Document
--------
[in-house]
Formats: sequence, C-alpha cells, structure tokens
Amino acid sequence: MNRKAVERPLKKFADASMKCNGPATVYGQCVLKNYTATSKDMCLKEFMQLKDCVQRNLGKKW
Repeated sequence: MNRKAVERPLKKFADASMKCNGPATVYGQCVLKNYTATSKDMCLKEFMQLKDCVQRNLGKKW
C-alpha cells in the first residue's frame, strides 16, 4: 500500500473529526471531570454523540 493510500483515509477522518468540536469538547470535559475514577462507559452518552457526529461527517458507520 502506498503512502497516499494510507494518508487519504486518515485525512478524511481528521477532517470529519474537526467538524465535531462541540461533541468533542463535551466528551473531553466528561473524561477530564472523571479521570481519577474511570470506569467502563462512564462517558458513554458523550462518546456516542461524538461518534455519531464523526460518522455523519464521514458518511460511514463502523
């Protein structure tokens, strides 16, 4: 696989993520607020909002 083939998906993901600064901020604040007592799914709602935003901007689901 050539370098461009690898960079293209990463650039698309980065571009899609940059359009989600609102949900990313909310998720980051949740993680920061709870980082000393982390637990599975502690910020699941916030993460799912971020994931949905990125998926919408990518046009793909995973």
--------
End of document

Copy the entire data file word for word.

[in-house]
Formats: sequence, C-alpha cells, structure tokens
Amino acid sequence: MNRKAVERPLKKFADASMKCNGPATVYGQCVLKNYTATSKDMCLKEFMQLKDCVQRNLGKKW
Repeated sequence: MNRKAVERPLKKFADASMKCNGPATVYGQCVLKNYTATSKDMCLKEFMQLKDCVQRNLGKKW
C-alpha cells in the first residue's frame, strides 16, 4: 500500500473529526471531570454523540 493510500483515509477522518468540536469538547470535559475514577462507559452518552457526529461527517458507520 502506498503512502497516499494510507494518508487519504486518515485525512478524511481528521477532517470529519474537526467538524465535531462541540461533541468533542463535551466528551473531553466528561473524561477530564472523571479521570481519577474511570470506569467502563462512564462517558458513554458523550462518546456516542461524538461518534455519531464523526460518522455523519464521514458518511460511514463502523
């Protein structure tokens, strides 16, 4: 696989993520607020909002 083939998906993901600064901020604040007592799914709602935003901007689901 050539370098461009690898960079293209990463650039698309980065571009899609940059359009989600609102949900990313909310998720980051949740993680920061709870980082000393982390637990599975502690910020699941916030993460799912971020994931949905990125998926919408990518046009793909995973």